Chairman Sensenbrenner, Ranking Member Scott and Members of theSubcommittee, I thank you for inviting me to testify before you on the subject of using military commissions to try the 9/11 conspirators.
Redefining the Question
I begin by noting that the real question is where to try those who are allegedto be conspirators. At the moment the five individuals who may be charged asprincipal participants in the horrific attacks on America that occurred onSeptember 11, 2001 have not been prosecuted in any tribunal. They remainpresumed innocent irrespective of the assumptions that have been made by manyas to their responsibility for the hijacking of airplanes and the killing of innocentpeople.
Try Cases in Article III Courts
My position on where those charged with the worst act of mass murder onAmerican soil should be tried is clear: IN AN ARTICLE III COURT presided overby a judge appointed by the President and confirmed by the Senate and before ajury of American citizens chosen from a cross-section of the community as juriesare chosen in the United States every working day.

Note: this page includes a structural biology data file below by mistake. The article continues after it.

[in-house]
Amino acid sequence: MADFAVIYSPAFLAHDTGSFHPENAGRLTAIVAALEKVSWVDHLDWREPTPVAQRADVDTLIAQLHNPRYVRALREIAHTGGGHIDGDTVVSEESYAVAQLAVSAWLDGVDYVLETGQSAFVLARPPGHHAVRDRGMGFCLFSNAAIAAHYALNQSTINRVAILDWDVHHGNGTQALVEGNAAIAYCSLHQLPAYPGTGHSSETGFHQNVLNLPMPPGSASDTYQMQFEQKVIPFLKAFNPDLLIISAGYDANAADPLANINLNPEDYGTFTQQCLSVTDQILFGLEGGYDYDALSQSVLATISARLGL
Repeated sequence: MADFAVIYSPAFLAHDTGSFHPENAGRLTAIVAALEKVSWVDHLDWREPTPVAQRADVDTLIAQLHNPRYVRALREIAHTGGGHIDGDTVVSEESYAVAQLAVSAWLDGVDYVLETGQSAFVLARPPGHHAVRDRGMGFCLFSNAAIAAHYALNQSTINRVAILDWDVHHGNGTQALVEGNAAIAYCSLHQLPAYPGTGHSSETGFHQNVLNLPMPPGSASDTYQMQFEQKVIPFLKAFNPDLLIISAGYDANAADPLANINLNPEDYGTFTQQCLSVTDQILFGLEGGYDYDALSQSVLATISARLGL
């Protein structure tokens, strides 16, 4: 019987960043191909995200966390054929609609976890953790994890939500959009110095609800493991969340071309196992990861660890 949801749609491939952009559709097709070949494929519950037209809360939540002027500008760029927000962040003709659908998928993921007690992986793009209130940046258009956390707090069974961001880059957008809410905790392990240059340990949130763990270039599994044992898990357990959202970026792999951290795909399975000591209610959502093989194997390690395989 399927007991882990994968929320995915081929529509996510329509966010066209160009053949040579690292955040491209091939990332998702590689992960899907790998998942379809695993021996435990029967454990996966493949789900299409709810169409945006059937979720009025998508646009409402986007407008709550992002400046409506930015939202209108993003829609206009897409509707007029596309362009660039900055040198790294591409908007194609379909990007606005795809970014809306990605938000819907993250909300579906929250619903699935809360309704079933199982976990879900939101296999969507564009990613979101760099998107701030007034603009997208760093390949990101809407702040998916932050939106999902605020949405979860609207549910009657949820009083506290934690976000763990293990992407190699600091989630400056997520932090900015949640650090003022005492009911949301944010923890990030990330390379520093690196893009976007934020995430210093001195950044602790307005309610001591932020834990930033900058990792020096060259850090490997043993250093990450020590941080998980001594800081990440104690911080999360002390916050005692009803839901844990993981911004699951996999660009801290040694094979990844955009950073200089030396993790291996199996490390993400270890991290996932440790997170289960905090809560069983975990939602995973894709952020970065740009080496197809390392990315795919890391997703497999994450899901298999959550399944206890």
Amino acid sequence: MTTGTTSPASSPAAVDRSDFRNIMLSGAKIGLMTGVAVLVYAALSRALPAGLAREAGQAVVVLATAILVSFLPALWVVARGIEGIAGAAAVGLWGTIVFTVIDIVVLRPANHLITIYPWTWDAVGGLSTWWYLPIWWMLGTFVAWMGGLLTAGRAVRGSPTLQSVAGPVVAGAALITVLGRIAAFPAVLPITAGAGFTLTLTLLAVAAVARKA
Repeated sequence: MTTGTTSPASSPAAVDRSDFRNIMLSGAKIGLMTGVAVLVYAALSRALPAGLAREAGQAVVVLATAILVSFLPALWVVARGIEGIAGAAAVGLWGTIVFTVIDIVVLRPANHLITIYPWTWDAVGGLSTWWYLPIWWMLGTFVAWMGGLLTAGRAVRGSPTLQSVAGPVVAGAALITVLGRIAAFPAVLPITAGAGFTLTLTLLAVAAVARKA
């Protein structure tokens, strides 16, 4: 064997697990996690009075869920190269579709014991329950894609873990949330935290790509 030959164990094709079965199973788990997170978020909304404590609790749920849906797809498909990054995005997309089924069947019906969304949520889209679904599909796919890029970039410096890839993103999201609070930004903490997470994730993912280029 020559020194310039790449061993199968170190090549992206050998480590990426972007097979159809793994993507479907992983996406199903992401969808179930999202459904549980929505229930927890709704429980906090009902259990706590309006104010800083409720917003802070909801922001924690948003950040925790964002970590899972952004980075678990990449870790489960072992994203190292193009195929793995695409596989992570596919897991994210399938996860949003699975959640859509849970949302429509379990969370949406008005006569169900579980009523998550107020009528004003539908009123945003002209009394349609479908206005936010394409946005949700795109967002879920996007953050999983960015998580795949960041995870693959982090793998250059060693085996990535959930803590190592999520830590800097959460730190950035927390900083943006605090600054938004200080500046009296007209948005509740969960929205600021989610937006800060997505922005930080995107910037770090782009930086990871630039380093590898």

The Reasons for Using Article III Courts
Why do I think it is important for the trial to be in an Article III court?There are a number of reasons, many of which have been well articulated bythoughtful people over the years since the 9/11 attacks:1. Civilian courts are capable of handling complex terrorism and espionagecases. Their track record is strong. Over 400 terrorism-related suspects have beensuccessfully tried in federal courts since 9/11. Only a handful of cases have beenhandled by military commissions, and the military commission process has beenhampered by starts and stops, changes in the rules, and uncertainty about exactlyhow cases would proceed.2. The life-tenure provided federal judges by the founders of this Nation isone of our fundamental guarantees that justice in federal courts will be impartialand that those who preside over criminal cases will not be beholden to the